Mother Daughter Activity!

Alayna is in Activity Days and they have a really neat tradition each May. They invite all of the girls to bring a talent or accomplishment they have achieved that year and bring it to display. The mom’s are all invited to come as well and we all get to see the girls’ displays and then we get to do a craft together, eat treats, and take pictures together. They have an inspirational thought at the end that helps tie it all together. 
 This year Alayna chose to display her swimming achievements and a drawing she made. 🙂 
For the craft we painted these little hand mirrors. Of course my little artist had to apply her own artistic style. 😛 However, it did not have enough time to dry so there was some streaking…darn it. 😛 
We did our best to fan it with paper plates but a hair dryer would have really saved the day! 🙂 
They took some pictures of all of us. This of course is my favorite part. Seeing my sweet girl and how much she’s grown from year to year. She’s becoming a young woman before my eyes! <3 
The Activity Day girls. There were several missing. A lot of the 6th graders were gone to Science Camp. 
At the end Sis. Esperson gave an inspirational thought from a talk by Sister Cheryl Esplin who was the 1st Counselor in the Primary General Presidency, called “He Asks Us To Be His Hands.”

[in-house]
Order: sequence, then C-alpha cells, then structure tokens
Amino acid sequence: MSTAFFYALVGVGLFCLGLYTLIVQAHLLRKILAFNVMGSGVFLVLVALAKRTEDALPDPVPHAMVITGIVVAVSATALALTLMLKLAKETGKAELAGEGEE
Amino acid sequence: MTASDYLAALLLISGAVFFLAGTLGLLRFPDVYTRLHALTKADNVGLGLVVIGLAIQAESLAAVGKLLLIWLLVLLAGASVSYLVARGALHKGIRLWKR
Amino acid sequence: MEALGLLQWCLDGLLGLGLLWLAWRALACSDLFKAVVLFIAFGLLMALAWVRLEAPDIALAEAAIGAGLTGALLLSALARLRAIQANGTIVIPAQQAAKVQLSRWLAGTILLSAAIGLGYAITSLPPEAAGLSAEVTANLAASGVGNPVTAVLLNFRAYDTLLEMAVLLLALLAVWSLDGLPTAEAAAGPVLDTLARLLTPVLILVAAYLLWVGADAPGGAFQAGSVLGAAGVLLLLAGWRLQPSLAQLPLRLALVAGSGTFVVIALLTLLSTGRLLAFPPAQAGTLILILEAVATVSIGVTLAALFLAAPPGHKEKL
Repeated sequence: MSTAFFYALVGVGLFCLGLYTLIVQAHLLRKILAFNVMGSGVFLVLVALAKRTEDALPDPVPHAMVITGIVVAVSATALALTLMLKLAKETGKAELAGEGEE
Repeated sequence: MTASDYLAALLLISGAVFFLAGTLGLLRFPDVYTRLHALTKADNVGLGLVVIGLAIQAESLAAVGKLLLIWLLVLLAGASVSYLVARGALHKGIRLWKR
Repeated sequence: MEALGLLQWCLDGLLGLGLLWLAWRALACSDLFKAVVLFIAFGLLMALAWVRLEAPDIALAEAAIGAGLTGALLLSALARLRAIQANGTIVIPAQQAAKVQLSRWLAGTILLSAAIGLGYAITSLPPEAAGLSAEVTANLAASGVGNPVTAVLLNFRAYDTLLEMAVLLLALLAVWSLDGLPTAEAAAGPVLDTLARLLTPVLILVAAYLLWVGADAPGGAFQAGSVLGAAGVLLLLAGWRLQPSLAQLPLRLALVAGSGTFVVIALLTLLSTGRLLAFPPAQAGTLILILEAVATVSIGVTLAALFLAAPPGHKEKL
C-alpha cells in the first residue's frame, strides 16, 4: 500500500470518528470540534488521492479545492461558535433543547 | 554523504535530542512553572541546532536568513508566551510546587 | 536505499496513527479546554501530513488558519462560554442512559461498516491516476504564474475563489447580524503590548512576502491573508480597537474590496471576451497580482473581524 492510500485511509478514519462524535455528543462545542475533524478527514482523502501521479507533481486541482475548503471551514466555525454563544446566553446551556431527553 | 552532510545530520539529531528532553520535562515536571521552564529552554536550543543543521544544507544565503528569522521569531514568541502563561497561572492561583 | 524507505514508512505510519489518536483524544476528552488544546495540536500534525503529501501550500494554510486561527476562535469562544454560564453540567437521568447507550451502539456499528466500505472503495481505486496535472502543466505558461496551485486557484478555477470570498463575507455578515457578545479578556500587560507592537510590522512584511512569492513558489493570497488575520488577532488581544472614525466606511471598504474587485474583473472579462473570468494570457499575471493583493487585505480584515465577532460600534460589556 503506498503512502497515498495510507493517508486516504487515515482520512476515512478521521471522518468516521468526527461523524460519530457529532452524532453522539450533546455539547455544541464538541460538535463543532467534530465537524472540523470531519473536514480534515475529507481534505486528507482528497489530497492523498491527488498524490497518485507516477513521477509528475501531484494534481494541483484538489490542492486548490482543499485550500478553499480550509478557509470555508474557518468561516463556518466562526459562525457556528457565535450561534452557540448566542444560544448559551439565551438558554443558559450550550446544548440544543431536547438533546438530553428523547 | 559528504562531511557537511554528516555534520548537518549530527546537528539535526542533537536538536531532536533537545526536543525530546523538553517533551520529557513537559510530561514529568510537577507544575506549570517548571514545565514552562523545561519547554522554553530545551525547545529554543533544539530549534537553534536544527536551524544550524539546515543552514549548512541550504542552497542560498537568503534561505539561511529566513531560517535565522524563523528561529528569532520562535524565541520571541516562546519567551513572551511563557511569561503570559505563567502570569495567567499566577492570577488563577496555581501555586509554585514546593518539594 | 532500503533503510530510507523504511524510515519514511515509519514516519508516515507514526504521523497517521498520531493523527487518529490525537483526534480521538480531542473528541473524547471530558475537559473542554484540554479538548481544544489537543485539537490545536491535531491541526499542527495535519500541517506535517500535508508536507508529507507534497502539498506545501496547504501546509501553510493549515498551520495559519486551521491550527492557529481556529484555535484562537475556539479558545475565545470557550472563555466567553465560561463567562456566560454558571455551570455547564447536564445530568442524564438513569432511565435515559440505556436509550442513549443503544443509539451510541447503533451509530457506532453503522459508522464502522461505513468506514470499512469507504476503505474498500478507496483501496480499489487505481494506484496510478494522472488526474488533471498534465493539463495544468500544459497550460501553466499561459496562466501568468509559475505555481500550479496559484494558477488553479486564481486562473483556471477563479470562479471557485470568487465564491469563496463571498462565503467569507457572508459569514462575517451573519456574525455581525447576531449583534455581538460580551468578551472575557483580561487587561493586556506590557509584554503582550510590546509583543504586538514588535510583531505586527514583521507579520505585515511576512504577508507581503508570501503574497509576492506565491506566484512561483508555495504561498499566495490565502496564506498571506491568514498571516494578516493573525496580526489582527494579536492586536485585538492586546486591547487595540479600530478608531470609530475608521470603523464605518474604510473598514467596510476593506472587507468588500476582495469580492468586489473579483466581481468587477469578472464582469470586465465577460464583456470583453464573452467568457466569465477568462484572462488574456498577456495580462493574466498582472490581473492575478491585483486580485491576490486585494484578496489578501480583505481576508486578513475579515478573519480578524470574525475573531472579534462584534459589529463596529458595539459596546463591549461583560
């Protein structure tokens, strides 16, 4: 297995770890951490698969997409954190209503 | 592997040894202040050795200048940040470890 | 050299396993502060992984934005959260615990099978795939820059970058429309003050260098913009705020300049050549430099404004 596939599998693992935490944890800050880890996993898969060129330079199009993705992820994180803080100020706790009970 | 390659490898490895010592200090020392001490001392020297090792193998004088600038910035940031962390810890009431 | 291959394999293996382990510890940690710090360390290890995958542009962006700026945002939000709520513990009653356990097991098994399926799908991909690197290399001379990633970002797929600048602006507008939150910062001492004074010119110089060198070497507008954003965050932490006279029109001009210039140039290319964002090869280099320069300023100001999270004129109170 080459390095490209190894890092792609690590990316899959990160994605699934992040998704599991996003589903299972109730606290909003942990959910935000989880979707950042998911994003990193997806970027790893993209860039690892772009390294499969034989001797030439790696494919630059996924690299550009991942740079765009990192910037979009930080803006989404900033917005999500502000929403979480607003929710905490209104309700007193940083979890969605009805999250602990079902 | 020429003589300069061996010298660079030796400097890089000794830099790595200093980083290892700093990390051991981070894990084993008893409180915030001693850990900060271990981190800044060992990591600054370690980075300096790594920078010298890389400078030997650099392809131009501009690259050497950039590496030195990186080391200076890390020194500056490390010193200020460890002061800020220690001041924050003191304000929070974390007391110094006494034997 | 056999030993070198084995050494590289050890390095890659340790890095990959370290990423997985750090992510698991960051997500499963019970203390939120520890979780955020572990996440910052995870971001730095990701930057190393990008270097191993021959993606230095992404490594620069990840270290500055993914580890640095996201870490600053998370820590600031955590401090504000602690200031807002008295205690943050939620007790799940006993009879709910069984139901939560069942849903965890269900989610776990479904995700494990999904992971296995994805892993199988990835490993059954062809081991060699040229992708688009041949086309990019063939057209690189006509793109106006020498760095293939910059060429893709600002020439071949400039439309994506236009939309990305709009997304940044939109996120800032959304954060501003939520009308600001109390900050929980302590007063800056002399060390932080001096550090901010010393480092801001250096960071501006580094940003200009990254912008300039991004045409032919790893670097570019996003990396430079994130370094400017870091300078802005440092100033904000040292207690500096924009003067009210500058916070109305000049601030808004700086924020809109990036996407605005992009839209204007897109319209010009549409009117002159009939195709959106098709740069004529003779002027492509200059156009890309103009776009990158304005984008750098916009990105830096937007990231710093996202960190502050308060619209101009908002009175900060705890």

“Speaking at a BYU devotional, Sister Sondra D. Heaston asked: “What if we could really see into each other’s hearts? Would we understand each other better? By feeling what others feel, seeing what others see, and hearing what others hear, would we make, and take, the time to serve others, and would we treat them differently? Would we treat them with more patience, more kindness, and more tolerance?”
Sister Heaston shared an experience from when she served at a Young Women camp. She said:
“One of our … devotional speakers … taught us about ‘becoming.’ One of her statements … was, ‘Be someone who reaches out to know and serve others—throw away the mirrors and look through the window.’
“To demonstrate this, she called up one of the young women and asked that young woman to stand facing her. [She] then pulled out a mirror and put it between the young woman and herself so that she, [the speaker], was looking into the mirror while she tried to talk with the young woman. Not surprisingly, it didn’t even begin to be an effective or heartfelt conversation. This was a powerful object lesson that illustrated how difficult it is to communicate with and serve others if we are too worried about ourselves and see only ourselves and our needs. [She] then put away the mirror, pulled out a window frame, and put it between her face and the young woman’s face. … We were able to see that the young woman had become [her] focal point and that true service requires that we focus on the needs and emotions of others. Ofttimes we are so worried about ourselves and our own busy lives—as we look in mirrors while trying to look for opportunities to serve—that we do not see clearly through the windows of service.” “

It was a beautiful message and we all left feeling more inspired to look for opportunities to serve others. 

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